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Methods to attain Higher yield in Crop Cultivation

As mentioned earlier, in the imaginary village of Palampur, the land under cultivation is fixed, that is, there is no scope of bringing more land under the plough.

Such being the case, the farmers of Palampur, have increased the yield by adapting modern irrigational methods and multiple cropping.

Now let us see what other methods they have adapted to increase the yield further.

We talk about yield, in terms of cultivation.


Yield is the amount of crop produced on a given piece of land during a single crop season.

The farmers of Palampur starting using High Yielding Variety of Seeds (HYVs) to increase crop cultivation in the fixed land they have.


Let us now compare the Traditional Seeds with the High Yielding Variety Seeds.

SI. No.

Traditional Seeds

High Yielding Variety Seeds


Relatively low yield

Very high yield


Less water is sufficient

More water is needed


Natural manure like cow-dung will suffice

Chemical fertilizers are necessary


Pesticides are not necessary

Pesticides are necessary


Lesser amount of grain on a single plant

Greater amount of grain on a single plant


Yield is approximately 1300kg. per hectare.

Yield is approximately 3200 kg. per hectare

So, to increase the yield farmers of Palampur

  • Used High Yielding Variety Seeds.
  • They used chemical fertilizers and pesticides.
  • They used modern irrigation methods so that they can have more water.
  • They used tractors and threshers which made ploughing and harvesting easy

They farmers of Palampur thrived by employing these modern methods in farming

Now let us move on to the real India from the imaginary village of Palampur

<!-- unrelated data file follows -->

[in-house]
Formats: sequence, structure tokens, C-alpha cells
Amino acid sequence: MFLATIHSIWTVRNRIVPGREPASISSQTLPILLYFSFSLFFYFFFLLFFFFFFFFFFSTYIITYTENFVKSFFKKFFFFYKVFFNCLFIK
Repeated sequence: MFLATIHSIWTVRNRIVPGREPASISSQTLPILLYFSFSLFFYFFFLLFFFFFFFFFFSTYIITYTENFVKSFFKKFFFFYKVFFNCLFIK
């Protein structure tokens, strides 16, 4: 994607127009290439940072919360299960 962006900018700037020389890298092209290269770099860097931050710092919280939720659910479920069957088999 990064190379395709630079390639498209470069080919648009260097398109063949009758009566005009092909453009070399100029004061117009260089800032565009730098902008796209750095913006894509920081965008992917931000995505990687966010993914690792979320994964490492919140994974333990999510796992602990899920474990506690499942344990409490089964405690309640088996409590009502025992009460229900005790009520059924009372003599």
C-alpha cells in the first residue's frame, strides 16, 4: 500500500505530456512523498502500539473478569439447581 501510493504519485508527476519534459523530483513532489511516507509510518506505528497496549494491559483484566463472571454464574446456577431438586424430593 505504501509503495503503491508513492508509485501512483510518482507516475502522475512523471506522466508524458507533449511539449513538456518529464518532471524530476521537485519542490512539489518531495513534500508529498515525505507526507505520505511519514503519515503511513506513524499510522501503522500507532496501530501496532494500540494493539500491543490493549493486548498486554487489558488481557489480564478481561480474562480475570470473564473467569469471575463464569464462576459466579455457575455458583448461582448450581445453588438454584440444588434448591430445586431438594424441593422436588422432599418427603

The Green Revolution of 1960s was a turning point for the Indian farmers.

The green revolution

The Green Revolution

The Green Revolution was the worldwide transformation in agriculture and it led to significant increases in agricultural production between the 1940s and 1960s. This transformation was due to agricultural research, and infrastructural development. This research was funded by the Rockefeller Foundation and a few other Agencies.

The Green Revolution in agriculture helped food production to keep pace with the growth in population around the world. This Revolution had major social and ecological impacts.

The term "Green Revolution" was first coined in the year 1968. The main success of this Revolution was the development of high-yielding maize and wheat varieties.

The second nation to which the Green Revolution spread was India. The Ford Foundation and the Indian government collaborated to import a huge amount of wheat seeds.

India soon began its own Green Revolution program of plant breeding, irrigation development, and financing of agrochemicals. By the end of 1970s, the Green Revolution raised rice yields in India by 30 percent.


Norman Ernest Borlaug

Norman Ernest Borlaug was an American agricultural scientist, humanitarian, Nobel laureate, and the father of the Green Revolution. He developed semi-dwarf high-yield, disease-resistant wheat varieties.

During the mid-20th century, Borlaug introduced his grain and modern agricultural production techniques to Mexico, Pakistan, and India.


Farmers of Punjab, Haryana and Western Uttar Pradesh were the first to try out the modern farming method in India.

Modern methods of farming and its impact on our environment.


The over-use of chemical fertilizers is harmful to the soil fertility of the land , which is a natural resource.

Deep-bore wells used to irrigate the land is fast depleting the underground water table which again a natural resource.

Natural resources like land and water are built over hundreds of years. If destroyed it is hard to replace them.

So, man has to use his discretion while using modern methods in farming or else he will be causing irreparable damage to our environment.

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